Srinagar. Around midnight on Tuesday Ghulam Hasan Wani, 56, a fireman deputed at the Khanqah-e-Moula, in Srinagar, was awakened by a loud bang.
As he peeked outside of his small shack near the shrine, he could see smoke rising from its rooftop. Wani sprung up towards the revered place.
The spire, a few hundred metres high was a challenge, even for Wani and his experience in firefighting. He immediately alarmed the nearby fire services of the incident. They reached in around 10 minutes.
Wani then flapped on his camouflage shirt, the only ‘gear’ he possesses. He then dashed right up the shrine, into the flames. He was the first one to reach the burning spire, a few hundred metres high.
“I thought we may not be able to control it. I was in the middle of the fire,” says Wani, his face still beaming of the heat he pushed himself through for a few hours. Seeing the flames upping, his associates on the ground thought that Wani wouldn’t make it.
However, they all were relieved seeing him hosing the water right towards the flames. “It was a miracle that he managed to move up the water hose that high,” says Bashir Ahmad, another but younger fireman. He along with others followed him dousing the fire in a few hours. “By around 3 am, the fire was over,” says Wani, still drenched and covered in black soot.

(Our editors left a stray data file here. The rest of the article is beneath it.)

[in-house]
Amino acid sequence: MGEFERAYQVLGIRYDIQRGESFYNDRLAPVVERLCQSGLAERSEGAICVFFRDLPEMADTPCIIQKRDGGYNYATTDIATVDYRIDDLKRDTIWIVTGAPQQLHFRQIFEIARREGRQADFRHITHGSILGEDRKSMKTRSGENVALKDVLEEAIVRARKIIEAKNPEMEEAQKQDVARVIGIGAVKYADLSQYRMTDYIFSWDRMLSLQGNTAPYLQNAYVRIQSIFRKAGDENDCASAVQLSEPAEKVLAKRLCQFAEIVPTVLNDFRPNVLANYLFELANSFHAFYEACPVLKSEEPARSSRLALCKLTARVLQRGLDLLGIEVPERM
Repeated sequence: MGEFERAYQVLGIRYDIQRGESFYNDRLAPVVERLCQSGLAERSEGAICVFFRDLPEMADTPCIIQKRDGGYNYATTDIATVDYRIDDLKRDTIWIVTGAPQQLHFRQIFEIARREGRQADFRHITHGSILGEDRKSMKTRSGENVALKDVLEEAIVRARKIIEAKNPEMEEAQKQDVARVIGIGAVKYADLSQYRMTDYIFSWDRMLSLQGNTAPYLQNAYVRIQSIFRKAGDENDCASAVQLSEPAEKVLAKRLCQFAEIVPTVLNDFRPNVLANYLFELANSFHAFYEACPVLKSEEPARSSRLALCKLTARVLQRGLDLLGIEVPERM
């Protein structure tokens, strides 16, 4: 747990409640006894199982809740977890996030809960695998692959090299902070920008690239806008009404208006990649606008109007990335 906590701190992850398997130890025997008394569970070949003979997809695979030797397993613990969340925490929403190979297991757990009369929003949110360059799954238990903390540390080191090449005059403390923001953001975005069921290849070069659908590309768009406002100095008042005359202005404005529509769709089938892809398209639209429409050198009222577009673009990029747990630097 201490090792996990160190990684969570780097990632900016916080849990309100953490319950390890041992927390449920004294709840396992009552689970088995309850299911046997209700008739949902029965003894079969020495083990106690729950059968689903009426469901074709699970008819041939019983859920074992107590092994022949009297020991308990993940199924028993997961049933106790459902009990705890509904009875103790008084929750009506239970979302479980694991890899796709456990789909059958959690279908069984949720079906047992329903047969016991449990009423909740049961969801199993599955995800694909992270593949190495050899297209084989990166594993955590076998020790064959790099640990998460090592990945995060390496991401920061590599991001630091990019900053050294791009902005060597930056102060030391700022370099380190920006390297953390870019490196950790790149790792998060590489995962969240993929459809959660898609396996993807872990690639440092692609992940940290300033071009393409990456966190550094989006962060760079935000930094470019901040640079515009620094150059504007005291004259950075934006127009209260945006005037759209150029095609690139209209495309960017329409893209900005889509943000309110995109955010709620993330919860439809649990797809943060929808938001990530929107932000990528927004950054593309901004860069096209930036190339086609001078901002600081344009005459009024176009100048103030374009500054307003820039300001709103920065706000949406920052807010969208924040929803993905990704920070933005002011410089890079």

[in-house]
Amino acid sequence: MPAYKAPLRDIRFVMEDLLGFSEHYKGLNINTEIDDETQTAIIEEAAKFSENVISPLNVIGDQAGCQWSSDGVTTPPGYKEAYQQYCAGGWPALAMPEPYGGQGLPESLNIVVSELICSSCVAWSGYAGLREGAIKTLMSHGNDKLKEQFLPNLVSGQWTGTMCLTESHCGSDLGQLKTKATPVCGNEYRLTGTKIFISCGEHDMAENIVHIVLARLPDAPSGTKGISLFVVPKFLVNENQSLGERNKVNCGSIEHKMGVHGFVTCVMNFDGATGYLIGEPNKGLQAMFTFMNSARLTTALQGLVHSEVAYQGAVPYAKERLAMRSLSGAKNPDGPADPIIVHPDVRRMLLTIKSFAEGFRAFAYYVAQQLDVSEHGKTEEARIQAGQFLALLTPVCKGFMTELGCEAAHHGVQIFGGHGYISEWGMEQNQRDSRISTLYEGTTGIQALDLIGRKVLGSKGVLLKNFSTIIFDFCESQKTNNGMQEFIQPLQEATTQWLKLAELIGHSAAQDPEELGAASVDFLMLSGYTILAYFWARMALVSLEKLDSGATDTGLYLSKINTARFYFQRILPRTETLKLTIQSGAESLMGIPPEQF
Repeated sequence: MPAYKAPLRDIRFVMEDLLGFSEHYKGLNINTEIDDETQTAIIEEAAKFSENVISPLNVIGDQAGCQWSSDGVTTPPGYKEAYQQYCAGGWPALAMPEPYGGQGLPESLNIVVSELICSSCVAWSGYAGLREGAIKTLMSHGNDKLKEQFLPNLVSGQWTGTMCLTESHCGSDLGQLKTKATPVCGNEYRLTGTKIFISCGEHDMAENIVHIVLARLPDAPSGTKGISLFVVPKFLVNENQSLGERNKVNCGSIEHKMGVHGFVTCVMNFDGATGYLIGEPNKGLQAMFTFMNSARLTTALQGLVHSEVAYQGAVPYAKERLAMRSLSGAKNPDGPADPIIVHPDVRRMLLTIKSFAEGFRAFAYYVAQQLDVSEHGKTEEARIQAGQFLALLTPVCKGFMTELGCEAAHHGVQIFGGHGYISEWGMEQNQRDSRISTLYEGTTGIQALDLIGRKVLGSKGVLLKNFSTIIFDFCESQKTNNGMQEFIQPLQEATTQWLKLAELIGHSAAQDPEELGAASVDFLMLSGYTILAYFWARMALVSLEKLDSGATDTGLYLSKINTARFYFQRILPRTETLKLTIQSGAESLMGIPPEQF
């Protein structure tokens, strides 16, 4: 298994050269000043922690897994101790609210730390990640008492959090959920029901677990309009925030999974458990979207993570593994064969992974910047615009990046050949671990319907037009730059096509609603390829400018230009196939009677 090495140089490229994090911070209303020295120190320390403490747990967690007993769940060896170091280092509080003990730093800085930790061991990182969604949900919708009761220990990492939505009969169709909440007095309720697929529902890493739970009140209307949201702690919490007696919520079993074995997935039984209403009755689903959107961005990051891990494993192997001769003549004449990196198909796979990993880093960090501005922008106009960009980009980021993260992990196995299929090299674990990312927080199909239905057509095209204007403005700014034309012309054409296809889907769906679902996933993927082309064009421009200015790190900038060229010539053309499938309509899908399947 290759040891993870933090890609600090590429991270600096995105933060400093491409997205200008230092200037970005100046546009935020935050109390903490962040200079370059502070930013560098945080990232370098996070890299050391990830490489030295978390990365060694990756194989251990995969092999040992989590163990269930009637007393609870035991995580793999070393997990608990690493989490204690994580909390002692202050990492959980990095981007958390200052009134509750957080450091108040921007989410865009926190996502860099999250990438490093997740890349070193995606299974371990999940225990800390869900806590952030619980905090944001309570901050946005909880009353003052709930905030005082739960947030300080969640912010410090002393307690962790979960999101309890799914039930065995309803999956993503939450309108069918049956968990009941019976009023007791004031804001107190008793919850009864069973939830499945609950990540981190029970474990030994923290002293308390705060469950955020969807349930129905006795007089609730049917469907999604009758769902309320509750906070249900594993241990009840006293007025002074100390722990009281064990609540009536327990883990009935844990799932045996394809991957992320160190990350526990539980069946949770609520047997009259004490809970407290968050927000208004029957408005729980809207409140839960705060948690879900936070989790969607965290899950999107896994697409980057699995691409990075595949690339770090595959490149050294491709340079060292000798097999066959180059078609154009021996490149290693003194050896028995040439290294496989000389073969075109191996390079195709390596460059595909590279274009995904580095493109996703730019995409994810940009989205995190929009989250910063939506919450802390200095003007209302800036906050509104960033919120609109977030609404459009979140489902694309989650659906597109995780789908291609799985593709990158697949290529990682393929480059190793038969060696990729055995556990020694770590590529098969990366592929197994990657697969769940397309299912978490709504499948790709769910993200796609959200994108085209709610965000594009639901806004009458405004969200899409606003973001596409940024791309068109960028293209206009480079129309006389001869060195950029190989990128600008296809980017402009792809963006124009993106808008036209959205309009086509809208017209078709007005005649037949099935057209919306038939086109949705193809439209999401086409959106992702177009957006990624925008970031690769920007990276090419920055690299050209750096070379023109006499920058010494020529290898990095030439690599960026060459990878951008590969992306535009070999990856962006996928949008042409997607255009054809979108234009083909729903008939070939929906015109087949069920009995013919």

“We did not allow the fire to spread even though the shrine is all wooden. All the relics, by the grace of Allah, are safe,” he adds.
A man posted on-the-spot and a quick response from the fire services saved what would have been a massive tragedy. Khanqah-e-Moula, the epitome of Islam and its arrival in Kashmir, is deeply revered by everyone in Kashmir.
The wailing and shocked people, who reached the place as early as 1 am, made that affection felt.
The place for its essence for over seven centuries has a significant historical value too.
Built in memory of renowned Muslim saint, scholar and preacher Mir Syed Ali Hamadani (RA), the shrine mosque is highly revered as it stands out in reverence to the saint whose teachings helped spread Islam in the valley.
Kashmiris reverently call Mir Syed Ali Hamadani “Amir-e-Kabeer” (Great Commander) and “Shah-e-Hamadan” (King of Hamadan).
He was born in Hamadan, Persia, in 1314 and breathed his last in 1384. The saint’s mausoleum is in Khatlan, Tajikistan.